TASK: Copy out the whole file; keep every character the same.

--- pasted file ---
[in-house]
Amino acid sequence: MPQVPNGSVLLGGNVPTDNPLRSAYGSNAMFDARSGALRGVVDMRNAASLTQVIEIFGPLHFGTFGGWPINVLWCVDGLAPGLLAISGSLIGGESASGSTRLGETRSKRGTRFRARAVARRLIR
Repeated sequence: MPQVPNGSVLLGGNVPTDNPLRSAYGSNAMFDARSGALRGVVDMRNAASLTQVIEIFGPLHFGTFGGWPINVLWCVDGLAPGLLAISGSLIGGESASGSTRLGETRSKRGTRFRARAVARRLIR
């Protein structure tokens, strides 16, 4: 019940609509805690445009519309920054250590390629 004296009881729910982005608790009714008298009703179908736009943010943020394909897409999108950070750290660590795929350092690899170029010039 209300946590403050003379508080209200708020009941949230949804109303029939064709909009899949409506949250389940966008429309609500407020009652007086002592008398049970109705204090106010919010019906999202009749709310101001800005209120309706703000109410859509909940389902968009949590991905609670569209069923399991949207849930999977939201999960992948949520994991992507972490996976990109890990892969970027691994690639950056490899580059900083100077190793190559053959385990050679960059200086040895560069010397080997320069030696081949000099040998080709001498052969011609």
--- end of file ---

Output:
[in-house]
Amino acid sequence: MPQVPNGSVLLGGNVPTDNPLRSAYGSNAMFDARSGALRGVVDMRNAASLTQVIEIFGPLHFGTFGGWPINVLWCVDGLAPGLLAISGSLIGGESASGSTRLGETRSKRGTRFRARAVARRLIR
Repeated sequence: MPQVPNGSVLLGGNVPTDNPLRSAYGSNAMFDARSGALRGVVDMRNAASLTQVIEIFGPLHFGTFGGWPINVLWCVDGLAPGLLAISGSLIGGESASGSTRLGETRSKRGTRFRARAVARRLIR
């Protein structure tokens, strides 16, 4: 019940609509805690445009519309920054250590390629 004296009881729910982005608790009714008298009703179908736009943010943020394909897409999108950070750290660590795929350092690899170029010039 209300946590403050003379508080209200708020009941949230949804109303029939064709909009899949409506949250389940966008429309609500407020009652007086002592008398049970109705204090106010919010019906999202009749709310101001800005209120309706703000109410859509909940389902968009949590991905609670569209069923399991949207849930999977939201999960992948949520994991992507972490996976990109890990892969970027691994690639950056490899580059900083100077190793190559053959385990050679960059200086040895560069010397080997320069030696081949000099040998080709001498052969011609």